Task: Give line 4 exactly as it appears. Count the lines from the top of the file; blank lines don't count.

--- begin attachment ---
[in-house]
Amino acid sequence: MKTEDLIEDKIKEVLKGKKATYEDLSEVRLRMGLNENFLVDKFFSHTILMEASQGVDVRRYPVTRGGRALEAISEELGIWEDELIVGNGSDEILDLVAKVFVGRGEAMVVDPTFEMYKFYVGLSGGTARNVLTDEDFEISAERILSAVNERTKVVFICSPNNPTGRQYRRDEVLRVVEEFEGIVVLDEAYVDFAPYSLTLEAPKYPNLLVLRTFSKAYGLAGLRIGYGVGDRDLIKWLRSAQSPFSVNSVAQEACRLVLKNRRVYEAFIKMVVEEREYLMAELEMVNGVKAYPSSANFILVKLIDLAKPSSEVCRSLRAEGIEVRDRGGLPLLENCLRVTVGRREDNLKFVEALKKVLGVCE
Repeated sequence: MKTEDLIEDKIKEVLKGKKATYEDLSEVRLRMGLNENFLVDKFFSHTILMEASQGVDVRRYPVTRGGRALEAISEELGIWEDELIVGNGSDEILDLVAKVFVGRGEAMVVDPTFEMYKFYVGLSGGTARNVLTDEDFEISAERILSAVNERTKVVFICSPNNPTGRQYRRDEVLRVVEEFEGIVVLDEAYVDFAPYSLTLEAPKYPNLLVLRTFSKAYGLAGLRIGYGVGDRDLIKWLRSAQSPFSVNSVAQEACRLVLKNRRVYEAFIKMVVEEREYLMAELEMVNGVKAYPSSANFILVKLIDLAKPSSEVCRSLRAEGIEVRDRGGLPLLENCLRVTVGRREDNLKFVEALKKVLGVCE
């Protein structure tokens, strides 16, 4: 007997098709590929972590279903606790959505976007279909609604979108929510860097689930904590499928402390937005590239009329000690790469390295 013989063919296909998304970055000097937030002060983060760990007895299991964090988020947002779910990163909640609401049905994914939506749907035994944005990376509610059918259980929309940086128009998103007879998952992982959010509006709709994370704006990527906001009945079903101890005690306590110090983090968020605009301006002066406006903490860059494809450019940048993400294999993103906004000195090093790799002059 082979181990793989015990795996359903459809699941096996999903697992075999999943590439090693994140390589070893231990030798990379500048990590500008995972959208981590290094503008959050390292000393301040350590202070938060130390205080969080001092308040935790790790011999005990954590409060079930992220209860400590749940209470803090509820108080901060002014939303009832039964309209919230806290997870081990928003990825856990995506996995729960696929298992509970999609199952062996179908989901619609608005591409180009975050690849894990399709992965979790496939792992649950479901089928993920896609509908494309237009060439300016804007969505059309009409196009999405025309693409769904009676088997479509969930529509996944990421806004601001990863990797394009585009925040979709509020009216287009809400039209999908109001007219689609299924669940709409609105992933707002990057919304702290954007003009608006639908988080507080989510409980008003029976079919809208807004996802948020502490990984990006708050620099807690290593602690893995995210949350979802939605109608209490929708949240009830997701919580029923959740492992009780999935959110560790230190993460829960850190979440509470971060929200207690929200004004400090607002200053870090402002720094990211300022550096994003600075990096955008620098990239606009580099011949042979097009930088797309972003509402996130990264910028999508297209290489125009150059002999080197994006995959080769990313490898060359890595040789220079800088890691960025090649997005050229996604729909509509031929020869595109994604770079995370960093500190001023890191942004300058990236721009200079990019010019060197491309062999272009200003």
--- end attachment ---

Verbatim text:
């Protein structure tokens, strides 16, 4: 007997098709590929972590279903606790959505976007279909609604979108929510860097689930904590499928402390937005590239009329000690790469390295 013989063919296909998304970055000097937030002060983060760990007895299991964090988020947002779910990163909640609401049905994914939506749907035994944005990376509610059918259980929309940086128009998103007879998952992982959010509006709709994370704006990527906001009945079903101890005690306590110090983090968020605009301006002066406006903490860059494809450019940048993400294999993103906004000195090093790799002059 082979181990793989015990795996359903459809699941096996999903697992075999999943590439090693994140390589070893231990030798990379500048990590500008995972959208981590290094503008959050390292000393301040350590202070938060130390205080969080001092308040935790790790011999005990954590409060079930992220209860400590749940209470803090509820108080901060002014939303009832039964309209919230806290997870081990928003990825856990995506996995729960696929298992509970999609199952062996179908989901619609608005591409180009975050690849894990399709992965979790496939792992649950479901089928993920896609509908494309237009060439300016804007969505059309009409196009999405025309693409769904009676088997479509969930529509996944990421806004601001990863990797394009585009925040979709509020009216287009809400039209999908109001007219689609299924669940709409609105992933707002990057919304702290954007003009608006639908988080507080989510409980008003029976079919809208807004996802948020502490990984990006708050620099807690290593602690893995995210949350979802939605109608209490929708949240009830997701919580029923959740492992009780999935959110560790230190993460829960850190979440509470971060929200207690929200004004400090607002200053870090402002720094990211300022550096994003600075990096955008620098990239606009580099011949042979097009930088797309972003509402996130990264910028999508297209290489125009150059002999080197994006995959080769990313490898060359890595040789220079800088890691960025090649997005050229996604729909509509031929020869595109994604770079995370960093500190001023890191942004300058990236721009200079990019010019060197491309062999272009200003």